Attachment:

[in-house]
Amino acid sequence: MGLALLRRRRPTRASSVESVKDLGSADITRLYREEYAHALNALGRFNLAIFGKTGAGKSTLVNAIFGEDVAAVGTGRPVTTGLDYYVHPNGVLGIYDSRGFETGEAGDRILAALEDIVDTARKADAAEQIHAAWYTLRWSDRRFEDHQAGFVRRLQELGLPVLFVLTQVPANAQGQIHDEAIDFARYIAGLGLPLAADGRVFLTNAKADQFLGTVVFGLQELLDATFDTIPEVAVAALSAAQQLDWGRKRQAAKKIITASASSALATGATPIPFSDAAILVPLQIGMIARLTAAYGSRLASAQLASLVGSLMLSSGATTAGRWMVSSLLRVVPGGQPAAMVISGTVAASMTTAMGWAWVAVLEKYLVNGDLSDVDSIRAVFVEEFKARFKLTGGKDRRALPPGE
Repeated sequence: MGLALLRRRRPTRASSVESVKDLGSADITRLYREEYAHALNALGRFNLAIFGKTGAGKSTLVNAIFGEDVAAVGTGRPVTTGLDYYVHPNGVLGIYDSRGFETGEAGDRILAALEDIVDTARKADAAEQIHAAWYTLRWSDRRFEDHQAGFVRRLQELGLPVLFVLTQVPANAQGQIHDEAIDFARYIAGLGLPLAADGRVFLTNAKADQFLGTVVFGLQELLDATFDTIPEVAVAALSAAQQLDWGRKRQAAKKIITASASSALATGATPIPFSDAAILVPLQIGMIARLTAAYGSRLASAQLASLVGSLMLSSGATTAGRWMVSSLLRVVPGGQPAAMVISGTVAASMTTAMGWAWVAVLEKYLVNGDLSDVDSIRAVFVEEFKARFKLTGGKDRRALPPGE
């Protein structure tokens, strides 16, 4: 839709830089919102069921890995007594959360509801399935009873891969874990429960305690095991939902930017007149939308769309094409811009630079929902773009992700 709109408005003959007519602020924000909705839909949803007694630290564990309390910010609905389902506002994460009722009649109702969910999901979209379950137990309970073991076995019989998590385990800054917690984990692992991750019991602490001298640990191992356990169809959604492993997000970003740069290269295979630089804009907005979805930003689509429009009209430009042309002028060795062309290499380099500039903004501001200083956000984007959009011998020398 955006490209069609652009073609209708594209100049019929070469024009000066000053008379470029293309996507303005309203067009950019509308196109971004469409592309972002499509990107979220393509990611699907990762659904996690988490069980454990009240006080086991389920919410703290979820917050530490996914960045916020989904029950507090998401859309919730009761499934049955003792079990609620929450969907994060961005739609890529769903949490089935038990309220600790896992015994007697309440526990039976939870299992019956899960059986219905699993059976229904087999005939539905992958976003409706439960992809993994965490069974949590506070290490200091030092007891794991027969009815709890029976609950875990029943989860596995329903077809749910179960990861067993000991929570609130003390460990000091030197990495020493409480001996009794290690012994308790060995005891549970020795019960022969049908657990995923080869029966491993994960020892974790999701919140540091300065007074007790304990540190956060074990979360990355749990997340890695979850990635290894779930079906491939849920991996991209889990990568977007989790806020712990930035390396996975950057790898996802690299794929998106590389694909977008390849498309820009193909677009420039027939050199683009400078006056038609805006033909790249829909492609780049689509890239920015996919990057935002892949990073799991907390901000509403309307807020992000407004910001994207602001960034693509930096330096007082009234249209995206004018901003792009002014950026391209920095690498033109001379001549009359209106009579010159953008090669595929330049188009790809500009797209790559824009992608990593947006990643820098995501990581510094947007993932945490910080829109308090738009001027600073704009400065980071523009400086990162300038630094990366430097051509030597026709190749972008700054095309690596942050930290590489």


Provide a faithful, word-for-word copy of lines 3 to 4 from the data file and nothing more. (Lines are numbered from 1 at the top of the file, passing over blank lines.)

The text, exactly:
Repeated sequence: MGLALLRRRRPTRASSVESVKDLGSADITRLYREEYAHALNALGRFNLAIFGKTGAGKSTLVNAIFGEDVAAVGTGRPVTTGLDYYVHPNGVLGIYDSRGFETGEAGDRILAALEDIVDTARKADAAEQIHAAWYTLRWSDRRFEDHQAGFVRRLQELGLPVLFVLTQVPANAQGQIHDEAIDFARYIAGLGLPLAADGRVFLTNAKADQFLGTVVFGLQELLDATFDTIPEVAVAALSAAQQLDWGRKRQAAKKIITASASSALATGATPIPFSDAAILVPLQIGMIARLTAAYGSRLASAQLASLVGSLMLSSGATTAGRWMVSSLLRVVPGGQPAAMVISGTVAASMTTAMGWAWVAVLEKYLVNGDLSDVDSIRAVFVEEFKARFKLTGGKDRRALPPGE
């Protein structure tokens, strides 16, 4: 839709830089919102069921890995007594959360509801399935009873891969874990429960305690095991939902930017007149939308769309094409811009630079929902773009992700 709109408005003959007519602020924000909705839909949803007694630290564990309390910010609905389902506002994460009722009649109702969910999901979209379950137990309970073991076995019989998590385990800054917690984990692992991750019991602490001298640990191992356990169809959604492993997000970003740069290269295979630089804009907005979805930003689509429009009209430009042309002028060795062309290499380099500039903004501001200083956000984007959009011998020398 955006490209069609652009073609209708594209100049019929070469024009000066000053008379470029293309996507303005309203067009950019509308196109971004469409592309972002499509990107979220393509990611699907990762659904996690988490069980454990009240006080086991389920919410703290979820917050530490996914960045916020989904029950507090998401859309919730009761499934049955003792079990609620929450969907994060961005739609890529769903949490089935038990309220600790896992015994007697309440526990039976939870299992019956899960059986219905699993059976229904087999005939539905992958976003409706439960992809993994965490069974949590506070290490200091030092007891794991027969009815709890029976609950875990029943989860596995329903077809749910179960990861067993000991929570609130003390460990000091030197990495020493409480001996009794290690012994308790060995005891549970020795019960022969049908657990995923080869029966491993994960020892974790999701919140540091300065007074007790304990540190956060074990979360990355749990997340890695979850990635290894779930079906491939849920991996991209889990990568977007989790806020712990930035390396996975950057790898996802690299794929998106590389694909977008390849498309820009193909677009420039027939050199683009400078006056038609805006033909790249829909492609780049689509890239920015996919990057935002892949990073799991907390901000509403309307807020992000407004910001994207602001960034693509930096330096007082009234249209995206004018901003792009002014950026391209920095690498033109001379001549009359209106009579010159953008090669595929330049188009790809500009797209790559824009992608990593947006990643820098995501990581510094947007993932945490910080829109308090738009001027600073704009400065980071523009400086990162300038630094990366430097051509030597026709190749972008700054095309690596942050930290590489």